There really isn’t such a thing as a good or bad Dead and Company show, as much as it's simply a highly unique, free-flowing collection of warm, herbal-scented vibes and, in the case of an outdoor concert in July, warmer temperatures.
The current iteration of the legendary Grateful Dead led its adoring caravan to the Dos Equis Pavilion in Fair Park on Tuesday night, returning to Dallas after less than two years, which is significantly quicker than the three-decade wait the band’s faithful following endured leading up to their December 2017 American Airlines Center concert.
With the bustling, traveling bazaar known as Shakedown Street, complete with vendors selling cheap food, beer, T-shirts, glass pipes and more, filling up the front portion of the venue’s parking lot, it was easy to feel as though beloved Grateful Dead leader Jerry Garcia hadn’t died 24 years ago. The colorful scene of sweaty, tie-dye wearing revelers smiling and swirling around hours before the first concert, is a timeless one that doesn’t seem to care if pop-tactic bad boy John Mayer is the one trading licks with OG Dead legend Bob Weir or not.
That lack of concern isn’t simply thanks to possible anxiety-reducing substances. Without a doubt, Mayer has become a heavenly body in the Grateful Dead universe. At a few minutes past 7 p.m., with the sun still burning strong from just above the back wall of the amphitheater, directly facing Mayer’s wonderland, he and the group effortlessly began with “Bertha.” The easy breezy groove from Mayer’s guitar offered early hints of the general direction the show would take.
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To be clear, this wasn’t a “John Mayer and the Dead” show. Just as was the case during their 2017 Dallas show, Mayer was just a part of the band, and not the usual chatty frontman most are used to. As collaborative as the group is with its improvisational prowess, there’s little mistaking this is Bob Weir’s outfit. As he led the group through a gritty, bluesy “New Minglewood Blues,” he held the stage, and the swirl of humanity in front of him, with expert authority.
Mayer and Weir continued to trade off lead vocals and worked in a few comfortable harmonies from time to time. Mayer led during a soulfully smooth “Row Jimmy” before he and Weir teamed up on the mandatory Dallas cover of “Deep Elem Blues” and the Dead’s 1970 folk-rock classic “Friend of the Devil.” Wearing a Stevie Ray Vaughan T-shirt, Mayer channeled the guitar-hero spirit of the Texas blues legend during a majestic “Sugaree” with some impressive guitar gymnastics.
After a break, the band came back to a darker sky and an even jammier vibe than the first set had proffered, throwing in some prominent jazz-intensive jams. Mayer, now sporting a new T-shirt with the sleeves cut off to match the gun show displayed by the physically fit Weir, got things rolling with more nimble picking and grooving during “Shakedown Street,” followed by a calypso-inflected marathon take on “Uncle John’s Band.”
Even at that late point, the inventively meandering river had merely begun to flow. From there, Mayer and Weir, along with Grateful Dead drummers Mickey Hart and Bill Kreutzmann, along with Jeff Chimenti on keys and Oteil Burbridge on bass, locked into an atmospheric realm where little mattered outside of what simply felt right in that moment. A bluesy “St. Stephen” jammed on for a while, lulling the crowd to its slowest twirling of the night, before Mayer triumphantly sparked the energy back with both voice and instrument.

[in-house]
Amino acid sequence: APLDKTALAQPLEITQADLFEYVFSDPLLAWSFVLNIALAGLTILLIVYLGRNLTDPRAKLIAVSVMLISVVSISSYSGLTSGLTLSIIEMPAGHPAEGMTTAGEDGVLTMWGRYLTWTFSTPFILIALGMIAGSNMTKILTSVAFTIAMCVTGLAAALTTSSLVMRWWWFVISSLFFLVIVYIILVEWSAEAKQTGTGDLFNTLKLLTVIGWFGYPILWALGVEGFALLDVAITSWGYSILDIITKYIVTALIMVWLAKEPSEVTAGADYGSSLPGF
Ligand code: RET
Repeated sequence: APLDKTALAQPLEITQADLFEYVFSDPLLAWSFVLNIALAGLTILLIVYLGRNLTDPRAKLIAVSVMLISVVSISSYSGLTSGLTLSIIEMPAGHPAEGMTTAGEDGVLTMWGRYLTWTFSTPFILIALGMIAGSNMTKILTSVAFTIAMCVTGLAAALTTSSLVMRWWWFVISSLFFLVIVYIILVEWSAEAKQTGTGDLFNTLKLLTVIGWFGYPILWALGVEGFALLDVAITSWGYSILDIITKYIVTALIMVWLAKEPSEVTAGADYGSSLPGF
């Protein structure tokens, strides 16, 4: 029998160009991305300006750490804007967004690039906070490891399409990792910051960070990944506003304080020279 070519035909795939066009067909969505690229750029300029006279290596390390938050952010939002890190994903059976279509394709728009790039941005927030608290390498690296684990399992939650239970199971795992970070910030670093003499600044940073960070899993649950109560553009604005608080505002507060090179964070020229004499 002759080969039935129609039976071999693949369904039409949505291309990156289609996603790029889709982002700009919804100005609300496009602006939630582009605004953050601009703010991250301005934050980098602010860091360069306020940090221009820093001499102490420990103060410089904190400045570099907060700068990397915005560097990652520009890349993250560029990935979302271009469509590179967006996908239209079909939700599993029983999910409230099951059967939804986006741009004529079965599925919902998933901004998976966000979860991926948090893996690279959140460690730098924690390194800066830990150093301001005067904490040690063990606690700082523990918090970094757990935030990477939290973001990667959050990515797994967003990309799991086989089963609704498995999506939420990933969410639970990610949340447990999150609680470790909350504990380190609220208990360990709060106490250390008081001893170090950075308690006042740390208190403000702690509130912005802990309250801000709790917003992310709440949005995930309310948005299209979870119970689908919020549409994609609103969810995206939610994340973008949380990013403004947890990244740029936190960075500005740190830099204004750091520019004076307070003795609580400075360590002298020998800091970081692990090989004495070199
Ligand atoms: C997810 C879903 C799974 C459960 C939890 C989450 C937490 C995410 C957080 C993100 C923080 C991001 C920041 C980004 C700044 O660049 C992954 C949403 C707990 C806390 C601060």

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Hart and Kreutzmann assumed center stage with their typically glorious, otherworldly “Drums and Space” exhibition, which is as much a Dead and Company hallmark as anything Mayer or Weir are responsible for on a nightly basis.
With more rock icons passing away with each new year, and the number of big-name bands hitting the road without some of their key members, it's worth noting that Dead and Company don’t fit into that growing, depressing category. The Eagles, for example, replaced co-founder Glenn Frey with his son and with noted country musician Vince Gill after Frey’s 2016 passing, while another top band from the '70s, Fleetwood Mac, fired Lindsey Buckingham and replaced him with guitarist Mike Campbell and Neil Finn of Crowded House.
Unlike the Eagles and Fleetwood Mac, Dead and Company are upfront about who’s missing and the fact that this is a different crew, regardless of the songs or history. There have been many different versions of the Dead since Garcia’s passing, but none of them have taken the original band name. Not only is Garcia not here, but neither is original bassist and vocalist Phil Lesh. This band isn’t trying to convince you it's something that it simply can’t be, which, with apologies to Gill, Campbell and Finn, is what the Eagles and Fleetwood Mac and many other bands in their unenviable positions are shooting for.
This was a Dead and Company show, which meant the spirit of the past is very much alive, though no one, whether onstage or in the audience, felt the need to mourn history as much as celebrate the point to which it brought us — this one, specific moment in time.